Well one thing age perfect isn’t is wishing we were younger.  That seems quite obvious but is it?  Often we find ourselves in situations where the notion of wishing we were younger pops up. I totally get there are things about being younger that many of us wish for and with good reason! I asked my husband what he wished aging wasn’t.  Among other things, it was getting out of bed with the aches and pains! Very honestly for me, I wish that after the kids are gone and the job is over your libido came roaring back!!

The whole idea of wishing to be younger is not a comfortable one.  It isn’t for me.  I think to myself, “Knowing what I know now, wouldn’t it be fun to go back?” Then the reality hits, if I went back, I wouldn’t know what I know now!!  DUH!  It doesn’t work that way.

A baby shower was held for the owner of the gym my friend attends.  The conversation was about jobs, having children and material things.  My friend felt like she was back in high school being left out.  It was then she had an ‘aha’ moment: jobs, having children and things are not that important to her anymore.  She gravitated to a woman who was closer to her age. Consequently they had a lot in common.  No more feeling left out.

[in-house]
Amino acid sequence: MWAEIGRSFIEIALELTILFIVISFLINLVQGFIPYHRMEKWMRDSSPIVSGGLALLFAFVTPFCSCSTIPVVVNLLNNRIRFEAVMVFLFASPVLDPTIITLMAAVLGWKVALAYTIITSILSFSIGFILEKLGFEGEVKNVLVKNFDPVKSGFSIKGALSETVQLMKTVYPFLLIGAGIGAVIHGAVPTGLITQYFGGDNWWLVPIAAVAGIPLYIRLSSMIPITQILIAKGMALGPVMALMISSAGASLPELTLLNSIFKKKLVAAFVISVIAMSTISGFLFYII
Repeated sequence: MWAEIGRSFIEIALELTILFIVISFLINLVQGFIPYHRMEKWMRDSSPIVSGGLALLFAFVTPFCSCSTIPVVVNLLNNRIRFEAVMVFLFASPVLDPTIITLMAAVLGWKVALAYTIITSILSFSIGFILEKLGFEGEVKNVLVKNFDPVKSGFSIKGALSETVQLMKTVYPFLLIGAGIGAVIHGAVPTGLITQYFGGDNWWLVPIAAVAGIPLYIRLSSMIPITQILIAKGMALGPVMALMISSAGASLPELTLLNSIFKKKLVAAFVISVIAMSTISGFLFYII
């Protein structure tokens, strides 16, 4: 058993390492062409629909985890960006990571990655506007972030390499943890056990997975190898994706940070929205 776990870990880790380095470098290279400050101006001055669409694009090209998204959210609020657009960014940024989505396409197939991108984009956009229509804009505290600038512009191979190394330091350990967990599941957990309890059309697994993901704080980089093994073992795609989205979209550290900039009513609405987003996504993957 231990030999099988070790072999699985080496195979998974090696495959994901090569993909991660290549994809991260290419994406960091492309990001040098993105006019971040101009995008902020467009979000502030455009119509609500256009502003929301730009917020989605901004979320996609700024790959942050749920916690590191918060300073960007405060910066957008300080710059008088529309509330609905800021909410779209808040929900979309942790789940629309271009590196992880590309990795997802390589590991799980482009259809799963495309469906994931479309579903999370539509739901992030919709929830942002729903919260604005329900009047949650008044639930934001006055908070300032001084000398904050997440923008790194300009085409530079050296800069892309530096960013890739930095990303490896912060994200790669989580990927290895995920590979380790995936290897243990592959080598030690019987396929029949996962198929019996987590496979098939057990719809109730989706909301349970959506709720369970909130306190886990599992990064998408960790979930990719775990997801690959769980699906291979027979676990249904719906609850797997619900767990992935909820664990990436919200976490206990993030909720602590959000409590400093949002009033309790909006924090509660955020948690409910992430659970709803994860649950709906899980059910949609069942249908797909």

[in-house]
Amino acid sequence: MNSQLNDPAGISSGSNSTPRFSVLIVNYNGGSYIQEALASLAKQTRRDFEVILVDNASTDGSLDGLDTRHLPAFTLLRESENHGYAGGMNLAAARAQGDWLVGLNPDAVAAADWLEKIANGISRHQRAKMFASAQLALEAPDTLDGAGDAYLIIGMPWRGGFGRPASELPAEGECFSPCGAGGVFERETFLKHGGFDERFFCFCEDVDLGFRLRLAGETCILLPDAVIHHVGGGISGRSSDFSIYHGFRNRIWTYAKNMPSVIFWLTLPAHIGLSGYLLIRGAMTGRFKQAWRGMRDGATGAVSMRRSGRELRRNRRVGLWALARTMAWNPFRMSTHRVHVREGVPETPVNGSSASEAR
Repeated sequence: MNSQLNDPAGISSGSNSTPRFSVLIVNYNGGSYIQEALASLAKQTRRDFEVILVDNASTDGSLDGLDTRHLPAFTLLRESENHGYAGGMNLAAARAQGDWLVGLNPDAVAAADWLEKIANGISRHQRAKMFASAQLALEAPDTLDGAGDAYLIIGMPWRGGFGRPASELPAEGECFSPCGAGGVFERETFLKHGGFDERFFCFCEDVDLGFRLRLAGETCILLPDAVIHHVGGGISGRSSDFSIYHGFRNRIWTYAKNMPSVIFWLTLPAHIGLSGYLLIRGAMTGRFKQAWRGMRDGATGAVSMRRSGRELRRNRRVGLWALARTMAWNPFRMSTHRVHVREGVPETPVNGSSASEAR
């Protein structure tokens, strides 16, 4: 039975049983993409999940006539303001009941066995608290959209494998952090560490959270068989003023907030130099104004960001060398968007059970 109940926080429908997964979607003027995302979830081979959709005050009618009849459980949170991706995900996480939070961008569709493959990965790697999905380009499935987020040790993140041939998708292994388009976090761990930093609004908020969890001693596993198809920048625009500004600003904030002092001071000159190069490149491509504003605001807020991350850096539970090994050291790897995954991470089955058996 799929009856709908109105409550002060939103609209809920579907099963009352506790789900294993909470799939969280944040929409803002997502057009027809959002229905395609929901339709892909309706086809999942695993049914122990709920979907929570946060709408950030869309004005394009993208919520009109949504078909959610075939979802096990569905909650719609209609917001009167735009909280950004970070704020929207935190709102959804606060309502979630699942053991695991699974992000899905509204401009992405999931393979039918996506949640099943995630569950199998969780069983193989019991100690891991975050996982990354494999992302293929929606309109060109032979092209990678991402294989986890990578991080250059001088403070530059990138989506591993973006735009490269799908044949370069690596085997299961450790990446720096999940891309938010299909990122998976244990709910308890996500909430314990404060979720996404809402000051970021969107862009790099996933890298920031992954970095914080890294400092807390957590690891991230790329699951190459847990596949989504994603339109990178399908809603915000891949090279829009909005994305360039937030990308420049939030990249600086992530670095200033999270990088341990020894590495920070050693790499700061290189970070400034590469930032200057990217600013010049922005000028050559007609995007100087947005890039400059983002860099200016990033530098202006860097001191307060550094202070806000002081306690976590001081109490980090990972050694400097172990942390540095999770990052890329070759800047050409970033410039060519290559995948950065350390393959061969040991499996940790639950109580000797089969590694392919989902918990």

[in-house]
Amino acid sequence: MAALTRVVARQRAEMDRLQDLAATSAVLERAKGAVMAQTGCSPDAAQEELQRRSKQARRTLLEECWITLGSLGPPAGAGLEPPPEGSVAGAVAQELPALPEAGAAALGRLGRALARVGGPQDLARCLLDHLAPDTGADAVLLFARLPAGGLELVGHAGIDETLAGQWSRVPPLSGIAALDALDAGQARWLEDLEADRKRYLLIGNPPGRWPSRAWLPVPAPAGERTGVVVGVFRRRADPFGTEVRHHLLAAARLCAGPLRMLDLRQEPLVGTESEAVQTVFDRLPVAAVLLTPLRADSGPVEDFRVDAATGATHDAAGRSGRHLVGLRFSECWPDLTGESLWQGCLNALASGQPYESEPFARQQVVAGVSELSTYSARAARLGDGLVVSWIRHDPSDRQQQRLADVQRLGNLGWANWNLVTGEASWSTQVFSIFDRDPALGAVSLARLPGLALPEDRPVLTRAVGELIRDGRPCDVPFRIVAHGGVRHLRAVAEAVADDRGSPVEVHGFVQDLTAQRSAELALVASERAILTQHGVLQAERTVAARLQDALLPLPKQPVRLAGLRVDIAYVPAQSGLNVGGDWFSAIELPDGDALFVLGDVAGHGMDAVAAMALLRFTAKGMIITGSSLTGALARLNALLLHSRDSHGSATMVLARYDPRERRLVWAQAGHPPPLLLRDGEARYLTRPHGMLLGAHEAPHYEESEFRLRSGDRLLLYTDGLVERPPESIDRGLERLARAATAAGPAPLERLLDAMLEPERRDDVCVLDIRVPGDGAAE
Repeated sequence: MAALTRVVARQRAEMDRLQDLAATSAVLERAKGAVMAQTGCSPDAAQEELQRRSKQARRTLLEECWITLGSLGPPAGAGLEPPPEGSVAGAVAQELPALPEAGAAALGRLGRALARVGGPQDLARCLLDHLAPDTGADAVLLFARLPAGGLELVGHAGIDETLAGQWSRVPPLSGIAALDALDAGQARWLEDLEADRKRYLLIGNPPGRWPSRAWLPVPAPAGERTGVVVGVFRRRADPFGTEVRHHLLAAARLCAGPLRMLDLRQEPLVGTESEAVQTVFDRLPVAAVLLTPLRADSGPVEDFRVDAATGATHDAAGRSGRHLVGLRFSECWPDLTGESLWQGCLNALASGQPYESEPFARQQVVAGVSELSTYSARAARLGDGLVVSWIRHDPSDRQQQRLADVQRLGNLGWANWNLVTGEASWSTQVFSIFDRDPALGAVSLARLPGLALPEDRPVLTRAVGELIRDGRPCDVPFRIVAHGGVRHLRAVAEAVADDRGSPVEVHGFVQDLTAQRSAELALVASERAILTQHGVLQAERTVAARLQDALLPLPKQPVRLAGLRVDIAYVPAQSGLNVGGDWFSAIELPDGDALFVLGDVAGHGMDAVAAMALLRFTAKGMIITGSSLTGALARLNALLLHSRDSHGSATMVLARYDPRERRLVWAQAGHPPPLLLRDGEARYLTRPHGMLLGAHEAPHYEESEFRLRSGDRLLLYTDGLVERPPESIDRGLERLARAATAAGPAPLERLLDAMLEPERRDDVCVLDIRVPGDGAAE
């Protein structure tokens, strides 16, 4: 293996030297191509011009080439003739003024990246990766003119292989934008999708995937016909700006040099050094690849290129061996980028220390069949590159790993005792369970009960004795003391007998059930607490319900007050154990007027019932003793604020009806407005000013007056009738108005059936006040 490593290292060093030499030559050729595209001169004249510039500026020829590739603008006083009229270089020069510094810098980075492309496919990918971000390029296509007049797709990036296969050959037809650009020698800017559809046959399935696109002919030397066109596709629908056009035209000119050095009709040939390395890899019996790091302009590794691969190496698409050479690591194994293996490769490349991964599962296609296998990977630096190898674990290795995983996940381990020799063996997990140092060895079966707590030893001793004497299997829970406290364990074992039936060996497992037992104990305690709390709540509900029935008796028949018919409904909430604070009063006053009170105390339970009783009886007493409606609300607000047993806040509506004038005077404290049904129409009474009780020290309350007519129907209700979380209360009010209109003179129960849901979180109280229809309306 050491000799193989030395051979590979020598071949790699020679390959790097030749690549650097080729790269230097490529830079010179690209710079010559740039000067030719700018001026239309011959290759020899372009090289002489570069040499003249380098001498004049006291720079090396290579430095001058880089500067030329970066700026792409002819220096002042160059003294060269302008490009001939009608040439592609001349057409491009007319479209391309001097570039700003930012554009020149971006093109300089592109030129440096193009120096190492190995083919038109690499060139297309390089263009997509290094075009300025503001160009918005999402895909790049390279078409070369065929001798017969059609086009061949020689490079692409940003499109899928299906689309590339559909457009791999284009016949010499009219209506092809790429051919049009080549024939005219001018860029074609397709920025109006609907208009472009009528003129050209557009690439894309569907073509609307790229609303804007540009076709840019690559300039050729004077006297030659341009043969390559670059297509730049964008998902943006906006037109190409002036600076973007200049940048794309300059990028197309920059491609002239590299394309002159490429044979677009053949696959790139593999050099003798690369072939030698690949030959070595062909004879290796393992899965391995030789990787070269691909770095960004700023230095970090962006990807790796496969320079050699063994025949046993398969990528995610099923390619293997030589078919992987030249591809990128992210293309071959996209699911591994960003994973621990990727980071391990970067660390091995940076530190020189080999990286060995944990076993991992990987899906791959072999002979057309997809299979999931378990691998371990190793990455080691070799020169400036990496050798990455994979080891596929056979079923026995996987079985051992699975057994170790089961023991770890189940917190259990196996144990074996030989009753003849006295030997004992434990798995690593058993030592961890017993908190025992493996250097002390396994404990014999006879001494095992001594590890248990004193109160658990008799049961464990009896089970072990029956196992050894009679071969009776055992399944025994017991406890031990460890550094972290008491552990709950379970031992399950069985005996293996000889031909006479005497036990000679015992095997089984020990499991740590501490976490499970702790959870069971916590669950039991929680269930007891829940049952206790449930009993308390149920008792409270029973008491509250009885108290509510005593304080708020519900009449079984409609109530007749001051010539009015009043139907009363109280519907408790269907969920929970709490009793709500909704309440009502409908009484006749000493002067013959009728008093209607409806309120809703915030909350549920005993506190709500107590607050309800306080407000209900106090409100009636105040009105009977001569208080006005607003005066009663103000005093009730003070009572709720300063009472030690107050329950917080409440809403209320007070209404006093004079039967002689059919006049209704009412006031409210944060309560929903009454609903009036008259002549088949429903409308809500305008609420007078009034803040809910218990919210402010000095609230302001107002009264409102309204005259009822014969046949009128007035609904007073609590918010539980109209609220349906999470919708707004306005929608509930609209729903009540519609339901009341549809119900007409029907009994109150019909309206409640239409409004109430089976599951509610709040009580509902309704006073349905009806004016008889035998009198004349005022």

Age Perfect.  What it is:

Vietnamese Buddhist monk Thich Nhat Hanh says:

Age perfect

Age Perfect


Age Perfect.  What it is:

The following article written by Jordi Lippe-McGraw, a millennial, recognized ‘age perfect’ when she saw it!  Don’t let the title fool you! It’s an empowering piece.  Please read it.

I’m adding to Jordi’s list of reasons we are a pretty great group of “old people”…

  • Acceptance of things we can not change frees us to ‘be where we are’
  • We honor the value of our experiences
  • Our focus on what is important changes from ‘things’ to relationships
  • Gratitude increases
  • We just don’t care that much what other people think of us

What does age perfect mean to you?  Let me know!